National Palliative Care Week

National Palliative Care Week 2022

The theme for this year’s National Palliative Care Week (NPCW) is “It’s your right” seeking to raise awareness about the right of all Australians to access high-quality palliative care when and where they need it.

One of the great myths about palliative care is that it is only a synonym for end-of-life care. It is so much more than that.  Anyone with a life-limiting illness has the right to live as well as possible, for as long as possible. Palliative care is not about dying, it’s about living.

During NPCW we hope to spark important conversations in the community about the benefits of quality palliative care and celebrate the amazing dedication of all those working and volunteering in palliative care across Australia.

What is palliative care?

Palliative care helps people (from babies to older adults) live their life as well as possible for as long as possible, when living with a life-limiting or terminal illness, like cancer, motor neurone disease and dementia. It is person and family-centred care that considers the individual’s physical, emotional, social, and spiritual needs, as well as the needs of their loved ones and carers.

It does not mean the end of all treatment. It means making choices about which treatments are important, and which are not.

Palliative care is different for everyone, depending on what they need. It may include:

  • treatment to relieve pain and other symptoms;
  • aids to help someone at home;
  • help with washing, dressing, and eating;
  • links and referrals to services such as home help, financial support and respite care;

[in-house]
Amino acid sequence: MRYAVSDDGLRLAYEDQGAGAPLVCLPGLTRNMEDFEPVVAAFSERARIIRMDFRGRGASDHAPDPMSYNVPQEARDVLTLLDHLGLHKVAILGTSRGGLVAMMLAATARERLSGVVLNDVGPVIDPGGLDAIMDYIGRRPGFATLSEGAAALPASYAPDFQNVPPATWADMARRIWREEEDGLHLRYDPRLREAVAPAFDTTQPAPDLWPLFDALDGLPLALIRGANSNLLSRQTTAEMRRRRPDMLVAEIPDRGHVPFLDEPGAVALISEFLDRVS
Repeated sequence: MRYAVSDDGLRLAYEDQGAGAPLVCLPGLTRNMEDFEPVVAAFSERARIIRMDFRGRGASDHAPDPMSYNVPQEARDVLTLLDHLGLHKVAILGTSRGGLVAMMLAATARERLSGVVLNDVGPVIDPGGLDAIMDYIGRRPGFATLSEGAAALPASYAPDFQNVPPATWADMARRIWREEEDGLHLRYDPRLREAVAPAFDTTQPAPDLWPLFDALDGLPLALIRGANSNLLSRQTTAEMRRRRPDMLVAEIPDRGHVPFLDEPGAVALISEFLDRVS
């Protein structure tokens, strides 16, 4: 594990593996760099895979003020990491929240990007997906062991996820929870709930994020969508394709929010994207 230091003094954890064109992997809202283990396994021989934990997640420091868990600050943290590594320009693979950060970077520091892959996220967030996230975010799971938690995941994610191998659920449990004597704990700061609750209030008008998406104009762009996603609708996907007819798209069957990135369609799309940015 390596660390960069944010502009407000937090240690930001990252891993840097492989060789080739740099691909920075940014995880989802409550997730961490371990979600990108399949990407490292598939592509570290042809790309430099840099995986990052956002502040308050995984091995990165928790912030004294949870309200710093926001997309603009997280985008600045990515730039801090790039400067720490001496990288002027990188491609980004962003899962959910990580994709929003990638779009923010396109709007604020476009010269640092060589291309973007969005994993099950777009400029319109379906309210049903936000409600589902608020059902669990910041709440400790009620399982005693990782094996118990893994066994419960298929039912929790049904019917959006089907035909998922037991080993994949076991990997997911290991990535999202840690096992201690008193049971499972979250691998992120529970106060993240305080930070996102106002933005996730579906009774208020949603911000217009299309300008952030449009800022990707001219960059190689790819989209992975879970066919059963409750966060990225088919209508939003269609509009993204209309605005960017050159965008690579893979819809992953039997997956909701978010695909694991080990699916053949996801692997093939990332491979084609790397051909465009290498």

• cultural support;
  • emotional, social, and spiritual support;
  • counselling and grief support;
  • practical and emotional support for families and carers.

Most people are cared for by their own doctor in partnership with other health professionals and specialist palliative care services, in close cooperation from family and friends.

What is the difference between palliative care and end-of-life care?

End-of-life care is care given during the last few weeks of life. Palliative care can be helpful at any stage of an illness. Some people receive palliative care for years.

Accepting palliative care does not mean you are giving up hope. Many people receive palliative care at the same time as active treatment. However, people with life-limiting illnesses may find that they gradually change their focus to concentrating on the things that are most important to them, such as feeling comfortable and having meaningful relationships.


Who is palliative care suitable for?

Palliative care can be offered to people of any age, including children. It can help anyone who has a serious illness that cannot be cured.


Where can I find palliative care?

People can receive palliative care in almost all places where health care is provided, such as hospitals and general practices, as well as in specialist centres such as hospices, and in their own homes.

Your doctor, community health centre, or local health department can provide information on palliative care and other relevant care services.


What are my palliative care choices?

It is important to understand what palliative care can offer and the range of services available. This will allow you to make better decisions about what kind of care is suitable, where to have it, and when to make a change.

Even if you are undergoing active treatment, you can still benefit from palliative care. It is a good idea to discuss the options with your doctor. If you have advanced disease, it is important to discuss your prognosis, wishes, values and end of life planning with your doctor.

When someone is nearing the end of their life and comes to a hospital department such as emergency or intensive care, it is important for them and their family to have a clear plan of the goals of care, as well as their wishes around medical treatment, so this can be discussed with the doctors.


Where can I find more information?

Useful information and resources for patients and carers can be found by visiting You can also contact the Timboon Clinic on 5558 6088 to make an appointment with one of our GPs or contact 5558 6000 to get more information about your palliative care options at Timboon and District Healthcare Service.

If you’re feeling overwhelmed or having difficulty coping, ring Lifeline on 13 11 14.


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